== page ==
Japanese formant frequencies in mobile phone transmission: Implications for Forensic Voice Comparison

Michael Carne

    Research output: Chapter in Book/Report/Conference proceedingChapter

    Abstract

    Mobile phones are now widely preferred over fixed-line telephones for global communications, and this includes their use to conduct criminal activities. This paper describes an experiment investigating the impact of mobile phones transmission on vowel formant frequencies (F1-F3) in Japanese. This is assessed in terms of the direction and size of frequency shifts associated with spectral distortionand discusses some of the implications this has for Forensic Voice Comparison (FVC). Results show F2 and low F3, typically well preserved over fixed-line transmission, frequently exhibit substantial and highly variable discrepancies between microphone and mobile recordings. Although F1 is found to be comparatively well preserved, these findings are of major concern to FVC given the usefulness of F2 and F3 as acoustic parameters in speaker discrimination.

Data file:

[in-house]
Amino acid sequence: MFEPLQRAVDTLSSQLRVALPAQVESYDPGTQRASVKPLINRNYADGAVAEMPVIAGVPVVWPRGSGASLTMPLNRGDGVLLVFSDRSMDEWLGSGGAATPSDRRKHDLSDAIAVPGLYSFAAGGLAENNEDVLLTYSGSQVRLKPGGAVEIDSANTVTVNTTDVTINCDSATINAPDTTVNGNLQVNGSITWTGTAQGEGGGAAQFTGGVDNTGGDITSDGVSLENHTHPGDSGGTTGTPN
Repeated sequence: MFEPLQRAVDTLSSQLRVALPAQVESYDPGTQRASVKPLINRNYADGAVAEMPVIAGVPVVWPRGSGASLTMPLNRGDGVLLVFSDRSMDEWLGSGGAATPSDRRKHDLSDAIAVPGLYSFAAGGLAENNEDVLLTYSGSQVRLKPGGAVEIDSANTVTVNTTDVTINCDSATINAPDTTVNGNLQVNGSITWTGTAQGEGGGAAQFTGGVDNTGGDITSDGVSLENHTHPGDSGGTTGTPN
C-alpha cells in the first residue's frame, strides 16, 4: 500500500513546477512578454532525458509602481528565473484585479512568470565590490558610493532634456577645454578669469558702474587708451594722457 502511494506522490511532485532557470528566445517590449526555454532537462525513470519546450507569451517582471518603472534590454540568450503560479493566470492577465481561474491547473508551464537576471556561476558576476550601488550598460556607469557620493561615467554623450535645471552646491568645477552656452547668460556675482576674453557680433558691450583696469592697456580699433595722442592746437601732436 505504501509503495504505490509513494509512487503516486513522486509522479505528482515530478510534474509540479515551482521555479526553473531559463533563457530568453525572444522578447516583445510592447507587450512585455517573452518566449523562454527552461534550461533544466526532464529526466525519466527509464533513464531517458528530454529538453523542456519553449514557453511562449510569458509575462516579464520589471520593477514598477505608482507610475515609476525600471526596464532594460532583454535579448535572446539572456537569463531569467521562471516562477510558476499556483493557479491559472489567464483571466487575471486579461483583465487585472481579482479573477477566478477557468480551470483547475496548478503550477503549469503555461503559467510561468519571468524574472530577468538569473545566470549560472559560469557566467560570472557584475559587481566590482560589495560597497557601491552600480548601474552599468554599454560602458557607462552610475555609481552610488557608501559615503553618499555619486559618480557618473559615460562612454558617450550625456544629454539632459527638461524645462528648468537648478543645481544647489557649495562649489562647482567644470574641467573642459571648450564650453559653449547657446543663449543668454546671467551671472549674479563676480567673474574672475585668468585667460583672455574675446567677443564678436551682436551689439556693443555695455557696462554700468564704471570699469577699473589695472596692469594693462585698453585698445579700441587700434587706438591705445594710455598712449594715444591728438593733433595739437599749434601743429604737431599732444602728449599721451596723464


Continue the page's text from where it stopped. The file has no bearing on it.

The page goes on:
Original languageEnglish
    Title of host publicationQuantitative approaches to problems in linguistics: Studies in honour of Phil Rose
    Editors Cathryn Donohue, Shunichi Ishihara and William Steed
    Place of PublicationMunich, Germany
    PublisherLincom Europa
    Pages171-184
    Edition1st
    ISBN (Print)9783862883844
    DOIs
    Publication statusPublished - 2012

    Fingerprint Dive into the research topics of 'Japanese formant frequencies in mobile phone transmission: Implications for Forensic Voice Comparison'. Together they form a unique fingerprint.

    Cite this